Wednesday, April 2, 2008

Damascus Rotary Club folds after more than 50 years

Members vow to continue community service work

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The Damascus Rotary Club has given up its charter after more than 50 years of serving the community.

The club, which held its final meeting last Thursday, has been struggling for members for 10 years, President Bob Bokma, 58, of Germantown said.

Membership dwindled to 10 and the club was not able to recruit a new member in more than five years, despite its best efforts, he said.

‘‘A lot came looking for a place to promote their business — that’s not what Rotary is all about,” Jim Starcher, 63, of Mount Airy said. ‘‘Rotary is all about community service.”

Longtime members blame the club’s demise on Rotary International’s requirement that clubs hold weekly meetings and members attend at least 60 percent of the meetings.

Young couples are generally too busy with work and their children’s activities to commit the time to community service, members said.

‘‘We’ve been expecting this to happen for at least a year,” Ray Gustin, 70, of Laytonsville said. ‘‘It’s unfortunate, but I think volunteerism is seeing lean times. People don’t have the inclination to go out in the evenings and go to meetings.”

Gustin estimates the average age of club members was in the low 60s.

‘‘It was getting taxing to the older people in the group to raise money with only 10 people,” Starcher said. ‘‘It’s sad, but at some point it was time to go. We weren’t serving the community the way we should anymore.”

Lew Gladhill, 87, the last remaining charter member of the club, said his Rotary days are over.

In 1956, 23 men got together to form the Damascus club. Rotary International told them they needed 24, so Gladhill was invited to join the group. In its heyday, the club had 40 members, he said.

Gladhill had a 100 percent attendance record, except when he was traveling.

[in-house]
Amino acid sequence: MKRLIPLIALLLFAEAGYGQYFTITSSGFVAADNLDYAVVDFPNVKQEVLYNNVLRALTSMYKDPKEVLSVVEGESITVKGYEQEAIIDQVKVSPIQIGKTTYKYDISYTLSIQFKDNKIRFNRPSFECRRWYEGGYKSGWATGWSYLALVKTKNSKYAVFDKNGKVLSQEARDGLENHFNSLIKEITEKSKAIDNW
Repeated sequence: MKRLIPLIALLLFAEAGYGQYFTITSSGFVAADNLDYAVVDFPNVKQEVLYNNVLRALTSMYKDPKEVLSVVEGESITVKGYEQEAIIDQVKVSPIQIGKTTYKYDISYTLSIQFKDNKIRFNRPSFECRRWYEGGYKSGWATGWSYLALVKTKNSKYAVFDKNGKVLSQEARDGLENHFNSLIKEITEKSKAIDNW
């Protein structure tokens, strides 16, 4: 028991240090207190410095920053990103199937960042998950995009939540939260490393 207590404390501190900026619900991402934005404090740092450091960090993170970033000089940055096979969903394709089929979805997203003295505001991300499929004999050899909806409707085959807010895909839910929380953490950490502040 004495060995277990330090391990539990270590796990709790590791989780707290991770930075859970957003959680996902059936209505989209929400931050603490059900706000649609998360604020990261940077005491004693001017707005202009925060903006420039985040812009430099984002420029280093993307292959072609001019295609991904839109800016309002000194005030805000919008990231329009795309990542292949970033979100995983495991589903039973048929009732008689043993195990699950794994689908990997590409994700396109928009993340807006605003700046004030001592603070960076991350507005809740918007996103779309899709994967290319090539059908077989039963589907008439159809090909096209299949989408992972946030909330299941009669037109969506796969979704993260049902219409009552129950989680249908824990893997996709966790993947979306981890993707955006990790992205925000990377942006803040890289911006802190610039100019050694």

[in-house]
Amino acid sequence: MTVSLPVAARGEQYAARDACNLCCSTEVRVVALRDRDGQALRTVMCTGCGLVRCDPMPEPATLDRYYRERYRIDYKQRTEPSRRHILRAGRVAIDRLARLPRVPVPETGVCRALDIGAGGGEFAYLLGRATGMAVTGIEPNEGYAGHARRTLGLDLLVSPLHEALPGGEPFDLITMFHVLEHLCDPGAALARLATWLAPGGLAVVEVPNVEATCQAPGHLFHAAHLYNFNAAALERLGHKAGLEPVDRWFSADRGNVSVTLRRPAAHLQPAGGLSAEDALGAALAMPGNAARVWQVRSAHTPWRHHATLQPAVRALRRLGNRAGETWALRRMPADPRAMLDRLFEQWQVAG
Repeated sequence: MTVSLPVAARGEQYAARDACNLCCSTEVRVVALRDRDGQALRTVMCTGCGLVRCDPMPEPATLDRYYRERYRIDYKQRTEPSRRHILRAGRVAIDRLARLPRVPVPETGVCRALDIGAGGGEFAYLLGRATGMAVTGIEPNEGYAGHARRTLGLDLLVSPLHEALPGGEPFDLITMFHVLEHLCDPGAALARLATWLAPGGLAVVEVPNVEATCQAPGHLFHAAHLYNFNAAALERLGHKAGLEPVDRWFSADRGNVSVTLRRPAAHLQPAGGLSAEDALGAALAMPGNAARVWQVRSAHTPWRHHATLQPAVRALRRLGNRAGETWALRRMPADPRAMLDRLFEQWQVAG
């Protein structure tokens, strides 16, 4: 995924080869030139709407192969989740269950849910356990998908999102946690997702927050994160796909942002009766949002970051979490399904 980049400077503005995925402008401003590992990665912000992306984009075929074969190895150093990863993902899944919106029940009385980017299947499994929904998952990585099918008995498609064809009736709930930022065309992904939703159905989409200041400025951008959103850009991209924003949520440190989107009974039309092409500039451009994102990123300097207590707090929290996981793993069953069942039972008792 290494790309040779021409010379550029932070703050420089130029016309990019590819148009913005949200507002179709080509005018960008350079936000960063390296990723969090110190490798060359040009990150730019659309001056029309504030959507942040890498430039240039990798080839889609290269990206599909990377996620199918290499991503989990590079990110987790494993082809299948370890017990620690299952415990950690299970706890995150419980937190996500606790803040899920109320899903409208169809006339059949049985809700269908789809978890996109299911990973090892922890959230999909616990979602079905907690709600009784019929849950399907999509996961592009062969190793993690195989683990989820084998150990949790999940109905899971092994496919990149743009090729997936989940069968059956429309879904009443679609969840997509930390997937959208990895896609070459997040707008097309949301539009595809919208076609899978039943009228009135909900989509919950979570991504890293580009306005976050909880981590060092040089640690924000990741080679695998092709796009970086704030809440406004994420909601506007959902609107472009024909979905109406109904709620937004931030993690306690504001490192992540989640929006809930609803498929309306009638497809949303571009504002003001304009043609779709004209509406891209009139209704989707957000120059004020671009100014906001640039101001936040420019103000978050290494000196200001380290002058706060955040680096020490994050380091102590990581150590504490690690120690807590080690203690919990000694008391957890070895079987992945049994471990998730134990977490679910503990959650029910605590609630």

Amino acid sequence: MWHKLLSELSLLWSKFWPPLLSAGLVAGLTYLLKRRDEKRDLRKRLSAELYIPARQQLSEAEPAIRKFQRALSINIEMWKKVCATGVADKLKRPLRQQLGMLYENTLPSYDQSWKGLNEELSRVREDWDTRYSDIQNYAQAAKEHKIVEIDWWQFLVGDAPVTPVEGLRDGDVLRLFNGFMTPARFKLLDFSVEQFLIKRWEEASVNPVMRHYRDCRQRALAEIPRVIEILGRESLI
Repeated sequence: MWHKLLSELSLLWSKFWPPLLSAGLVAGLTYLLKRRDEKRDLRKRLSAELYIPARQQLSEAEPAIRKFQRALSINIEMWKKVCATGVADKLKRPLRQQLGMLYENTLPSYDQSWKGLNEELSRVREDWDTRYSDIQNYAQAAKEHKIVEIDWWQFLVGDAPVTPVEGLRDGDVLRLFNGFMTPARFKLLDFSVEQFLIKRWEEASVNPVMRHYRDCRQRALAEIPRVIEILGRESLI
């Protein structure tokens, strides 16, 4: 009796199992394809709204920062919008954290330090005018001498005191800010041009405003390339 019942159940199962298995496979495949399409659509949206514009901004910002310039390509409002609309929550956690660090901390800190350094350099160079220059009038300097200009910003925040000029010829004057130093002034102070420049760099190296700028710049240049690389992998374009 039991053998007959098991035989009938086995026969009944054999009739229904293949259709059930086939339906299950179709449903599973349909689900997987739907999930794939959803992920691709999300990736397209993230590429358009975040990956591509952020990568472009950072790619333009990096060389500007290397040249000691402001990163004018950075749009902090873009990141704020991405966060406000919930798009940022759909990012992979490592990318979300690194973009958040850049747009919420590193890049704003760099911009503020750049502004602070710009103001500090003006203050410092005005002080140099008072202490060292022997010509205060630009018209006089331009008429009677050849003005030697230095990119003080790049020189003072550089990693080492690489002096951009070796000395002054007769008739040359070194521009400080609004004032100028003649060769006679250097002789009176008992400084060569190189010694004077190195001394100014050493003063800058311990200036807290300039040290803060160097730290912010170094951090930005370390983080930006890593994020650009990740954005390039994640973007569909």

‘‘I was ready to quit,” he said. ‘‘It’s a long grind.”

Some members make stops at local Rotary clubs part of their travels.

Dan King, 68, of Damascus served four tours overseas in his work for the U.S. State Department.

‘‘The first thing I always did was join the local Rotary Club,” he said. ‘‘It was a great way to meet other people and get a true feel for the cultures.”

Rotary International has invited Damascus members to join other clubs, said Carol Blackburn, assistant governor for the district that includes Damascus.

‘‘We all feel bad. We really do,” she said. ‘‘It just wasn’t working.”

Damascus sponsored the Mount Airy club she attends. Frederick has three clubs.

‘‘Internationally, Rotary is growing,” Blackburn, a former editor and publisher of The Mount Airy Gazette, said.

Club members are worried about their community service projects.

‘‘We really wonder as these organizations fold, who’s going to do the community service stuff? Will everyone rely on government?” King said.

The club has given money to the Damascus Volunteer Fire Department, local PTAs, sports teams, Scout troops, the Carol Jean Cancer Foundation and Damascus Help. For the last few years it has given dictionaries to every third-grader in the Damascus and Clarksburg school clusters. Every year it gives three $500 scholarships to graduating Damascus High School seniors, and this year the club will use up its scholarship account by giving four scholarships.

‘‘I’m sure we’re not going to abandon [Damascus], especially the dictionary project,” Blackburn said.

Most members of the Damascus club expect to join other clubs. The Potomac club has been working with a group in Germantown to establish a club there that several Damascus members expect to join. Others will join clubs in Mount Airy and Olney.

‘‘The main thing is all of us want to keep involved in the community,” King said.

He has not decided whether he will join another Rotary Club or continue his community volunteer work though another organization such as the Damascus Lions Club or the Damascus Heritage Society.

‘‘I’m going to miss the friendships,” Starcher said. ‘‘I’m going to try to keep the friendships up.”

Members and their spouses have become close over the years, he said. They are planning to hold a final dinner for members, former members and their spouses later this month.